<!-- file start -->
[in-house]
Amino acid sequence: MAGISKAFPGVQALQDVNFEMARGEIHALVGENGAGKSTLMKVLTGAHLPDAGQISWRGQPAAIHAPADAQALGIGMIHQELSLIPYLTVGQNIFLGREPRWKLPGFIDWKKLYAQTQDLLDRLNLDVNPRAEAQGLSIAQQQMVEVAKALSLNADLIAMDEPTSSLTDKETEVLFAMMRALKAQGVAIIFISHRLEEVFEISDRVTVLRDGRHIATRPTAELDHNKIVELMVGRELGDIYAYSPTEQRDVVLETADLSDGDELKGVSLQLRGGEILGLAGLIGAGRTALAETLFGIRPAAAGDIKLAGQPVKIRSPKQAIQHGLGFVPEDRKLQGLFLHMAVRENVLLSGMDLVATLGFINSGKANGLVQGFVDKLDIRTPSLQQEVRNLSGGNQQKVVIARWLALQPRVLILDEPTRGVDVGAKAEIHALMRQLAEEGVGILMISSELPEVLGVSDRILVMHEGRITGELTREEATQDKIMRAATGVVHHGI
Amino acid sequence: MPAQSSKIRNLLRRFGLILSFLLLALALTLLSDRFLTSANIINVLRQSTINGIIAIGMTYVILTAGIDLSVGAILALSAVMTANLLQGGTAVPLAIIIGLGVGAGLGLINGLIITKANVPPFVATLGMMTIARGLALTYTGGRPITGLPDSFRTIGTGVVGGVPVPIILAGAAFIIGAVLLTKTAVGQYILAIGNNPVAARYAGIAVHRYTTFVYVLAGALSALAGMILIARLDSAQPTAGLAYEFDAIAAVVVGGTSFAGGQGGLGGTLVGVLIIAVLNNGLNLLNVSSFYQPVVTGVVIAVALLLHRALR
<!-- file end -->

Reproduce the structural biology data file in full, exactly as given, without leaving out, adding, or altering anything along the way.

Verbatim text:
[in-house]
Amino acid sequence: MAGISKAFPGVQALQDVNFEMARGEIHALVGENGAGKSTLMKVLTGAHLPDAGQISWRGQPAAIHAPADAQALGIGMIHQELSLIPYLTVGQNIFLGREPRWKLPGFIDWKKLYAQTQDLLDRLNLDVNPRAEAQGLSIAQQQMVEVAKALSLNADLIAMDEPTSSLTDKETEVLFAMMRALKAQGVAIIFISHRLEEVFEISDRVTVLRDGRHIATRPTAELDHNKIVELMVGRELGDIYAYSPTEQRDVVLETADLSDGDELKGVSLQLRGGEILGLAGLIGAGRTALAETLFGIRPAAAGDIKLAGQPVKIRSPKQAIQHGLGFVPEDRKLQGLFLHMAVRENVLLSGMDLVATLGFINSGKANGLVQGFVDKLDIRTPSLQQEVRNLSGGNQQKVVIARWLALQPRVLILDEPTRGVDVGAKAEIHALMRQLAEEGVGILMISSELPEVLGVSDRILVMHEGRITGELTREEATQDKIMRAATGVVHHGI
Amino acid sequence: MPAQSSKIRNLLRRFGLILSFLLLALALTLLSDRFLTSANIINVLRQSTINGIIAIGMTYVILTAGIDLSVGAILALSAVMTANLLQGGTAVPLAIIIGLGVGAGLGLINGLIITKANVPPFVATLGMMTIARGLALTYTGGRPITGLPDSFRTIGTGVVGGVPVPIILAGAAFIIGAVLLTKTAVGQYILAIGNNPVAARYAGIAVHRYTTFVYVLAGALSALAGMILIARLDSAQPTAGLAYEFDAIAAVVVGGTSFAGGQGGLGGTLVGVLIIAVLNNGLNLLNVSSFYQPVVTGVVIAVALLLHRALR